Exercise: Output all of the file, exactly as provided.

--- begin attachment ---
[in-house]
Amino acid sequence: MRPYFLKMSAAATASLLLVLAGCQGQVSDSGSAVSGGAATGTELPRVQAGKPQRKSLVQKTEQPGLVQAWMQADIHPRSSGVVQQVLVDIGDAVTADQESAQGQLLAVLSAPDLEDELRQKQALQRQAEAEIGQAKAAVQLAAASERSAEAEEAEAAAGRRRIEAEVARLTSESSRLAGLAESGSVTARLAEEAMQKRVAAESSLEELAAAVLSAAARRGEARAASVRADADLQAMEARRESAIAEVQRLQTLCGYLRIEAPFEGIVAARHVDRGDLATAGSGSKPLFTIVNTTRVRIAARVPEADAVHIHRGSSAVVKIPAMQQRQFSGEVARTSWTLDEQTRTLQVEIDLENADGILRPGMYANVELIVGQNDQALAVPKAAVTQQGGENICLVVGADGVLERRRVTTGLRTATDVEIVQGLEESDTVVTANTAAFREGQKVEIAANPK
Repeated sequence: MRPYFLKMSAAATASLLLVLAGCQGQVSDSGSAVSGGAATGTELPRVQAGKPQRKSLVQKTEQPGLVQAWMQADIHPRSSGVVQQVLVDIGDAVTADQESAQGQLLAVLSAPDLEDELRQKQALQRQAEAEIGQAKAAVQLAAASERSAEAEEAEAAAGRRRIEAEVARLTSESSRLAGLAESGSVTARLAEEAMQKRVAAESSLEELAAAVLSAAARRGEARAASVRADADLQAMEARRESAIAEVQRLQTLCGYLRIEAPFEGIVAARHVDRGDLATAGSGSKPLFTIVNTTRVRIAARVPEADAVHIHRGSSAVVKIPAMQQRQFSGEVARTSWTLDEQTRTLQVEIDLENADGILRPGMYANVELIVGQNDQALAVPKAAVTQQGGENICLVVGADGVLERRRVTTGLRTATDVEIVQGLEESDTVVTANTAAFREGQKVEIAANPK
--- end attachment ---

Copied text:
[in-house]
Amino acid sequence: MRPYFLKMSAAATASLLLVLAGCQGQVSDSGSAVSGGAATGTELPRVQAGKPQRKSLVQKTEQPGLVQAWMQADIHPRSSGVVQQVLVDIGDAVTADQESAQGQLLAVLSAPDLEDELRQKQALQRQAEAEIGQAKAAVQLAAASERSAEAEEAEAAAGRRRIEAEVARLTSESSRLAGLAESGSVTARLAEEAMQKRVAAESSLEELAAAVLSAAARRGEARAASVRADADLQAMEARRESAIAEVQRLQTLCGYLRIEAPFEGIVAARHVDRGDLATAGSGSKPLFTIVNTTRVRIAARVPEADAVHIHRGSSAVVKIPAMQQRQFSGEVARTSWTLDEQTRTLQVEIDLENADGILRPGMYANVELIVGQNDQALAVPKAAVTQQGGENICLVVGADGVLERRRVTTGLRTATDVEIVQGLEESDTVVTANTAAFREGQKVEIAANPK
Repeated sequence: MRPYFLKMSAAATASLLLVLAGCQGQVSDSGSAVSGGAATGTELPRVQAGKPQRKSLVQKTEQPGLVQAWMQADIHPRSSGVVQQVLVDIGDAVTADQESAQGQLLAVLSAPDLEDELRQKQALQRQAEAEIGQAKAAVQLAAASERSAEAEEAEAAAGRRRIEAEVARLTSESSRLAGLAESGSVTARLAEEAMQKRVAAESSLEELAAAVLSAAARRGEARAASVRADADLQAMEARRESAIAEVQRLQTLCGYLRIEAPFEGIVAARHVDRGDLATAGSGSKPLFTIVNTTRVRIAARVPEADAVHIHRGSSAVVKIPAMQQRQFSGEVARTSWTLDEQTRTLQVEIDLENADGILRPGMYANVELIVGQNDQALAVPKAAVTQQGGENICLVVGADGVLERRRVTTGLRTATDVEIVQGLEESDTVVTANTAAFREGQKVEIAANPK